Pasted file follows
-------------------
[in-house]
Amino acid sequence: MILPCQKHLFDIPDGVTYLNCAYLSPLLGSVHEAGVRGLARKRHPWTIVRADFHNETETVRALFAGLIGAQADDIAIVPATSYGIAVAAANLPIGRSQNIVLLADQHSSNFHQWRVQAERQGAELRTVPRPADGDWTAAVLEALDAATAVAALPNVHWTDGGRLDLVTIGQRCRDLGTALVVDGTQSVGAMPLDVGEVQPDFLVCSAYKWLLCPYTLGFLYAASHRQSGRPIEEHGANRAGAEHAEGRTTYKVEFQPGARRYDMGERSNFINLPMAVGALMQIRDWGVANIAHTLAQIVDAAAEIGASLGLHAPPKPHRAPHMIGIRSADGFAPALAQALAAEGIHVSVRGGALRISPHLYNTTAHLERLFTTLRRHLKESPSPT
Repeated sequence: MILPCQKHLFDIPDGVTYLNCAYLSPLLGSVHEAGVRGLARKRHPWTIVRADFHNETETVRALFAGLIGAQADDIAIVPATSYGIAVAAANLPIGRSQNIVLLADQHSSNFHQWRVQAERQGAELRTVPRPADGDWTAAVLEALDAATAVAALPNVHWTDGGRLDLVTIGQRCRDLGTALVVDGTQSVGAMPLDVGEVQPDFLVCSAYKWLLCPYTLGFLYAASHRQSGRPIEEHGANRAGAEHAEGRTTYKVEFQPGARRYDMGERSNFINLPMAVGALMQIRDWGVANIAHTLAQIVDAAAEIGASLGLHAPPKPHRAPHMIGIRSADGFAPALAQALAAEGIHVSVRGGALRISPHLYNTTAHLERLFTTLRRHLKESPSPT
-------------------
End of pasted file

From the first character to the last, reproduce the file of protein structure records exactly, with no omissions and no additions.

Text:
[in-house]
Amino acid sequence: MILPCQKHLFDIPDGVTYLNCAYLSPLLGSVHEAGVRGLARKRHPWTIVRADFHNETETVRALFAGLIGAQADDIAIVPATSYGIAVAAANLPIGRSQNIVLLADQHSSNFHQWRVQAERQGAELRTVPRPADGDWTAAVLEALDAATAVAALPNVHWTDGGRLDLVTIGQRCRDLGTALVVDGTQSVGAMPLDVGEVQPDFLVCSAYKWLLCPYTLGFLYAASHRQSGRPIEEHGANRAGAEHAEGRTTYKVEFQPGARRYDMGERSNFINLPMAVGALMQIRDWGVANIAHTLAQIVDAAAEIGASLGLHAPPKPHRAPHMIGIRSADGFAPALAQALAAEGIHVSVRGGALRISPHLYNTTAHLERLFTTLRRHLKESPSPT
Repeated sequence: MILPCQKHLFDIPDGVTYLNCAYLSPLLGSVHEAGVRGLARKRHPWTIVRADFHNETETVRALFAGLIGAQADDIAIVPATSYGIAVAAANLPIGRSQNIVLLADQHSSNFHQWRVQAERQGAELRTVPRPADGDWTAAVLEALDAATAVAALPNVHWTDGGRLDLVTIGQRCRDLGTALVVDGTQSVGAMPLDVGEVQPDFLVCSAYKWLLCPYTLGFLYAASHRQSGRPIEEHGANRAGAEHAEGRTTYKVEFQPGARRYDMGERSNFINLPMAVGALMQIRDWGVANIAHTLAQIVDAAAEIGASLGLHAPPKPHRAPHMIGIRSADGFAPALAQALAAEGIHVSVRGGALRISPHLYNTTAHLERLFTTLRRHLKESPSPT